MM: What flavors are you considering adding to the roster in the near future?
Venise: The production facility we’ve built at the Soda Shop gives us the cost freedom to bottle smaller batches of specialty flavors that we’ve been wanting to release for years, in a more fluid and quick to market way. We are going to launch these through Farm Club, a CSA for cocktails, with a quarterly subscription model for farm to bar drink mixers. Each Farm Club pack will have a classic syrup paired with a special release mixer, recipe cards, and other farm goods like our edible flower sugar rimmers. We’re thrilled to be able to truly offer the flavors of our farm for each season, for the most garden to glass drinking experience in the nation, right from your own home!
MM: How do you hope Simple Goodness evolves over the next five years?
Belinda: We’re really excited about growing the Farm Club community and growing the community around the Soda Shop in Wilkeson. There’s already such a joyful and welcoming feeling that’s emerged at the shop. It’s the booziest ice cream shop you’ve ever been to, or a family-friendly bar. Moms and dads and grandmas and grandparents bring in their kids and everyone finds something on the menu they’re really excited about and they connect with others while they’re there, and it’s just a really friendly place. We have customers who have become regulars in just our first 3 months and people who come every time they go up to hike in Mt Rainier National park, and we look forward to growing this in our second open season when we reopen in May. We’ll add an outdoor space this winter and we hope that the Covid situation allows us to reopen with the classes and events we’ve had planned. We want to invite people into our space and teach them how to create delicious drinks and food on their own at home. We want to share more of the knowledge we have around food, drinks, and gardening, both at the Shop and virtually through video.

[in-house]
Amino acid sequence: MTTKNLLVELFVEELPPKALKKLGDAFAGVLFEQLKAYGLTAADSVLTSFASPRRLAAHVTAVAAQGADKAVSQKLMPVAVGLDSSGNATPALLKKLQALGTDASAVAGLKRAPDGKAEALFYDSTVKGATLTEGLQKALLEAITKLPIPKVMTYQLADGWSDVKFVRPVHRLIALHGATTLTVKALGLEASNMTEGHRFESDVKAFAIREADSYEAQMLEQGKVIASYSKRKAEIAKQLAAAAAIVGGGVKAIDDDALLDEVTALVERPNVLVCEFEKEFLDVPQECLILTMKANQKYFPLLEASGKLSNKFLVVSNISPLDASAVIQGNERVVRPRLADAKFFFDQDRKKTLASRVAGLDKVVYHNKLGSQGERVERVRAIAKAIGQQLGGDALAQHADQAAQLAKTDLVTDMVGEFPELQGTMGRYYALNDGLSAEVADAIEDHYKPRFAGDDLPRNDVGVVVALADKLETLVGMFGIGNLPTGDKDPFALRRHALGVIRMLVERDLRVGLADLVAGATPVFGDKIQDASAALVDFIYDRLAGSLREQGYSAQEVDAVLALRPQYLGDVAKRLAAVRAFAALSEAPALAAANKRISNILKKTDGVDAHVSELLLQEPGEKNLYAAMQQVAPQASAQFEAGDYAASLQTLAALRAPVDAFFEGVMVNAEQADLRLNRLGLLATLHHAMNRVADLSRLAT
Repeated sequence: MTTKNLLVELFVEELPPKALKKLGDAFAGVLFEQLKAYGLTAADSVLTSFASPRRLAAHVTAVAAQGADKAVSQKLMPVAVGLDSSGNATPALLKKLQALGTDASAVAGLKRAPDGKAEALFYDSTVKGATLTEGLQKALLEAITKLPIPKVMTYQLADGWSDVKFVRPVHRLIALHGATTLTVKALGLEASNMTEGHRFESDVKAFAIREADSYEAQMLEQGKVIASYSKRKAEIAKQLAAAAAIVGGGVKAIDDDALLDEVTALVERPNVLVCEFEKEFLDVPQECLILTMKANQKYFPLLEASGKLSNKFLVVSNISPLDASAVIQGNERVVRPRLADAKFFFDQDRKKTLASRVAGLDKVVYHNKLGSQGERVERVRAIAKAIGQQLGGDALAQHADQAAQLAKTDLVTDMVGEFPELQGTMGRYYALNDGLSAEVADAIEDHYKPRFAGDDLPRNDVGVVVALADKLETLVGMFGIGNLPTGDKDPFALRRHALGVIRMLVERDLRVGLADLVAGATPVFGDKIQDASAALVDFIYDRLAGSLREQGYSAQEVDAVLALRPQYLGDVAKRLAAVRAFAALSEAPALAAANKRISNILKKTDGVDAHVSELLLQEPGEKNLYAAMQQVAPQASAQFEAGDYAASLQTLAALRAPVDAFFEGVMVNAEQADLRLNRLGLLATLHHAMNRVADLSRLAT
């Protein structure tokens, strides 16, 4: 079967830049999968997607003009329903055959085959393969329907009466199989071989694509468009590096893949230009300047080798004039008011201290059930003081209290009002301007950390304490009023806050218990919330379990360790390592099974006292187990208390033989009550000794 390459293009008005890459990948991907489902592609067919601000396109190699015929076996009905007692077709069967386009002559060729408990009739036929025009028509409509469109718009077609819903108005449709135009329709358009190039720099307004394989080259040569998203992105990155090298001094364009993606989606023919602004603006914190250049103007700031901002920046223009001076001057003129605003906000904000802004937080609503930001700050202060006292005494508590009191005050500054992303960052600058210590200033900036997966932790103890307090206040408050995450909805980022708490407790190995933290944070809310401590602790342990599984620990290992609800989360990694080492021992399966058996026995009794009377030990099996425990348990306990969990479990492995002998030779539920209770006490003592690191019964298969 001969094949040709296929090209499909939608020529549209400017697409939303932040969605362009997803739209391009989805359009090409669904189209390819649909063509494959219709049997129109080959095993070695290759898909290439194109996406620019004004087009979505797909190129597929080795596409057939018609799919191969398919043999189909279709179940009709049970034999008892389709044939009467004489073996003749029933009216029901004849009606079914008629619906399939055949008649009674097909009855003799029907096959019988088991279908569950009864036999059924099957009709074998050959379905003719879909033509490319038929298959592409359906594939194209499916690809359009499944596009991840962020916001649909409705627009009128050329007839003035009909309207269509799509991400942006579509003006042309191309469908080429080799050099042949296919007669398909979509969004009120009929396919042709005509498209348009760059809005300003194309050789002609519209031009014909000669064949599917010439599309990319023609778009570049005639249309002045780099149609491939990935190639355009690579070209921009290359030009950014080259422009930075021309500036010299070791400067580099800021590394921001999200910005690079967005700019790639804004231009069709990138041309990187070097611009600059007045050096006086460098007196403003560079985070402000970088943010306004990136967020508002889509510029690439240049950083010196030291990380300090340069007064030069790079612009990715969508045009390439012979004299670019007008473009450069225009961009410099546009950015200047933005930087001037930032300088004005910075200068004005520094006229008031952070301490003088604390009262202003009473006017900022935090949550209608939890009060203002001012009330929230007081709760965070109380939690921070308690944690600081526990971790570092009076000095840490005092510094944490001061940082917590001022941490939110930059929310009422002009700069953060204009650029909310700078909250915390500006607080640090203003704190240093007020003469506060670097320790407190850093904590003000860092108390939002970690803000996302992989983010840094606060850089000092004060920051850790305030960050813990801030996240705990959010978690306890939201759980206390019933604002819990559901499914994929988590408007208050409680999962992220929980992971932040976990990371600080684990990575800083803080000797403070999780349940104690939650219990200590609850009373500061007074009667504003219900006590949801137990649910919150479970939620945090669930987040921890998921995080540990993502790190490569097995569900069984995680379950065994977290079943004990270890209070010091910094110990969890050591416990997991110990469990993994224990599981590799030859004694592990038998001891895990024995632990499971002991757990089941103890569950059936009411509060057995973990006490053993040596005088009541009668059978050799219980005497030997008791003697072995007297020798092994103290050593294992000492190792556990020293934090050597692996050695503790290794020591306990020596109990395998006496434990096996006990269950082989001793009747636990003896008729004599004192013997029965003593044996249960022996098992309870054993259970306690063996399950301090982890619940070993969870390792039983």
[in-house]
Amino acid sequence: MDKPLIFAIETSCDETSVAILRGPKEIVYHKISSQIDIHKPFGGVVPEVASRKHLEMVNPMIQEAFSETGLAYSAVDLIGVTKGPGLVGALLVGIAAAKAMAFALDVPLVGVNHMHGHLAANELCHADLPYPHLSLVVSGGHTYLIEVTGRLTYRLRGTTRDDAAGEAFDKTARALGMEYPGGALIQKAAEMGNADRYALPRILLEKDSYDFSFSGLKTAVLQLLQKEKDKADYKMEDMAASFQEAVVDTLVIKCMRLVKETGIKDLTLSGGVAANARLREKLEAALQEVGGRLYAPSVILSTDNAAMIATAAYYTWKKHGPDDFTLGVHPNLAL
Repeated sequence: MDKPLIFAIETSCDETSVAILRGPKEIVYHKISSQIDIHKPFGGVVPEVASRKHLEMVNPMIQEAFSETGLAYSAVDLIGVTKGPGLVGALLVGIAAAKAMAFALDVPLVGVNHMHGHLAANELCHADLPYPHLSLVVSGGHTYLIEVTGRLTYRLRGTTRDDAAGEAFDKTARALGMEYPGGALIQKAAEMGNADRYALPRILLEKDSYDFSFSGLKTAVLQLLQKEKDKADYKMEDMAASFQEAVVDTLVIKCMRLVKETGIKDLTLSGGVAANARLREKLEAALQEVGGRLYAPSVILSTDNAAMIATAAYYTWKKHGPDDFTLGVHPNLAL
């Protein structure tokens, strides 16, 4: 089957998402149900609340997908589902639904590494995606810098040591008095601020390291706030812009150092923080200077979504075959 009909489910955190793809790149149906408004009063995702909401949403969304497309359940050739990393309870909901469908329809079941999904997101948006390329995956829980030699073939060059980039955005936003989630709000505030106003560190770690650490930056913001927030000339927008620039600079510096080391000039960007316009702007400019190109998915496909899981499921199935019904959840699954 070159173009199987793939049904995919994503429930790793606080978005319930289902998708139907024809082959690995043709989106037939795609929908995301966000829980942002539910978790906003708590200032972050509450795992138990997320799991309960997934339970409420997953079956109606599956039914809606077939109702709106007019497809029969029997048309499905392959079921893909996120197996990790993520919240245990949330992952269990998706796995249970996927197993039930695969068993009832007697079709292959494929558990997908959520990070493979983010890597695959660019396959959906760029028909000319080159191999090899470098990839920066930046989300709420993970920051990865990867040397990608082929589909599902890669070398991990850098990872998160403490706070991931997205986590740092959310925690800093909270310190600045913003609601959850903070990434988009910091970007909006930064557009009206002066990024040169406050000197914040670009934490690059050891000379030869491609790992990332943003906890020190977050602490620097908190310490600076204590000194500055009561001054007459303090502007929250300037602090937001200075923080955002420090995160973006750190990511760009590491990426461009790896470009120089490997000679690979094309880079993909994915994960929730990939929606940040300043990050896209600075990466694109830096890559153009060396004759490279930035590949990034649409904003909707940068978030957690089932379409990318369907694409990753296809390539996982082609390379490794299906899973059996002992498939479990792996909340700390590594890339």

MM: What are your ultimate goals for the future and is there anything else that you would like to mention?
Venise: We want to create a lifestyle and a business that embodies our Poppi’s words about our grandmother, Nanny, in her eulogy “she was simple goodness.” We don’t want a fancy life, just one that’s simple and good. And we want to share it with our community, online and locally, along the way.